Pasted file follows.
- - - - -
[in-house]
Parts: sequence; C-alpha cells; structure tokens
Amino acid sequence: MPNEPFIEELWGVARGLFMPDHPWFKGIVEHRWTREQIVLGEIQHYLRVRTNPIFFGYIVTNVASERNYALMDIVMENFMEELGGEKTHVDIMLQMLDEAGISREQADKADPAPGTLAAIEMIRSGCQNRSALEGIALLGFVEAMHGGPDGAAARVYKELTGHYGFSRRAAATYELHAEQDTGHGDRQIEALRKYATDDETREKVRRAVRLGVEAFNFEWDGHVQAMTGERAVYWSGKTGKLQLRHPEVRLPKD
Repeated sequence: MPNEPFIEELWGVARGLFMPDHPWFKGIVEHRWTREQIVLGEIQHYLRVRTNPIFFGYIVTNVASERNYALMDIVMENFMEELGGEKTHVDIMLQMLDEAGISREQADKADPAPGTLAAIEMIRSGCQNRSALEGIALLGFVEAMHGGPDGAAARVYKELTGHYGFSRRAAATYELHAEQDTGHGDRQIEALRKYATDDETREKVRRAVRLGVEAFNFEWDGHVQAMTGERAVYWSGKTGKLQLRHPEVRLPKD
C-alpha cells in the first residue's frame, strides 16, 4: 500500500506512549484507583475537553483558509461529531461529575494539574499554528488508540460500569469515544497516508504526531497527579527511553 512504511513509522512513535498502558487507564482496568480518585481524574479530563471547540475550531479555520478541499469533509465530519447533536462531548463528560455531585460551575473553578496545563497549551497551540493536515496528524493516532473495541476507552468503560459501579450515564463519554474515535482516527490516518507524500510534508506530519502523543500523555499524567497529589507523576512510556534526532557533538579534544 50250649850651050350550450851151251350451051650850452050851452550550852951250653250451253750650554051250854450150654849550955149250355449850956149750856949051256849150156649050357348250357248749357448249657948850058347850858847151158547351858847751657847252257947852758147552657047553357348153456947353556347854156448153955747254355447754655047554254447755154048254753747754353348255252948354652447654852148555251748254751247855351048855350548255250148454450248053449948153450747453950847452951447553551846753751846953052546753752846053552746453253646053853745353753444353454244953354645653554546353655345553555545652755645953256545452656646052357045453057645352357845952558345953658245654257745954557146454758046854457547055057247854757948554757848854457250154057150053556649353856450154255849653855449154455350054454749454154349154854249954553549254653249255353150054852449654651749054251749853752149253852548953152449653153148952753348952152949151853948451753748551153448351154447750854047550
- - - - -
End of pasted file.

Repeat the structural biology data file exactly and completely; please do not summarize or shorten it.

[in-house]
Parts: sequence; C-alpha cells; structure tokens
Amino acid sequence: MPNEPFIEELWGVARGLFMPDHPWFKGIVEHRWTREQIVLGEIQHYLRVRTNPIFFGYIVTNVASERNYALMDIVMENFMEELGGEKTHVDIMLQMLDEAGISREQADKADPAPGTLAAIEMIRSGCQNRSALEGIALLGFVEAMHGGPDGAAARVYKELTGHYGFSRRAAATYELHAEQDTGHGDRQIEALRKYATDDETREKVRRAVRLGVEAFNFEWDGHVQAMTGERAVYWSGKTGKLQLRHPEVRLPKD
Repeated sequence: MPNEPFIEELWGVARGLFMPDHPWFKGIVEHRWTREQIVLGEIQHYLRVRTNPIFFGYIVTNVASERNYALMDIVMENFMEELGGEKTHVDIMLQMLDEAGISREQADKADPAPGTLAAIEMIRSGCQNRSALEGIALLGFVEAMHGGPDGAAARVYKELTGHYGFSRRAAATYELHAEQDTGHGDRQIEALRKYATDDETREKVRRAVRLGVEAFNFEWDGHVQAMTGERAVYWSGKTGKLQLRHPEVRLPKD
C-alpha cells in the first residue's frame, strides 16, 4: 500500500506512549484507583475537553483558509461529531461529575494539574499554528488508540460500569469515544497516508504526531497527579527511553 512504511513509522512513535498502558487507564482496568480518585481524574479530563471547540475550531479555520478541499469533509465530519447533536462531548463528560455531585460551575473553578496545563497549551497551540493536515496528524493516532473495541476507552468503560459501579450515564463519554474515535482516527490516518507524500510534508506530519502523543500523555499524567497529589507523576512510556534526532557533538579534544 50250649850651050350550450851151251350451051650850452050851452550550852951250653250451253750650554051250854450150654849550955149250355449850956149750856949051256849150156649050357348250357248749357448249657948850058347850858847151158547351858847751657847252257947852758147552657047553357348153456947353556347854156448153955747254355447754655047554254447755154048254753747754353348255252948354652447654852148555251748254751247855351048855350548255250148454450248053449948153450747453950847452951447553551846753751846953052546753752846053552746453253646053853745353753444353454244953354645653554546353655345553555545652755645953256545452656646052357045453057645352357845952558345953658245654257745954557146454758046854457547055057247854757948554757848854457250154057150053556649353856450154255849653855449154455350054454749454154349154854249954553549254653249255353150054852449654651749054251749853752149253852548953152449653153148952753348952152949151853948451753748551153448351154447750854047550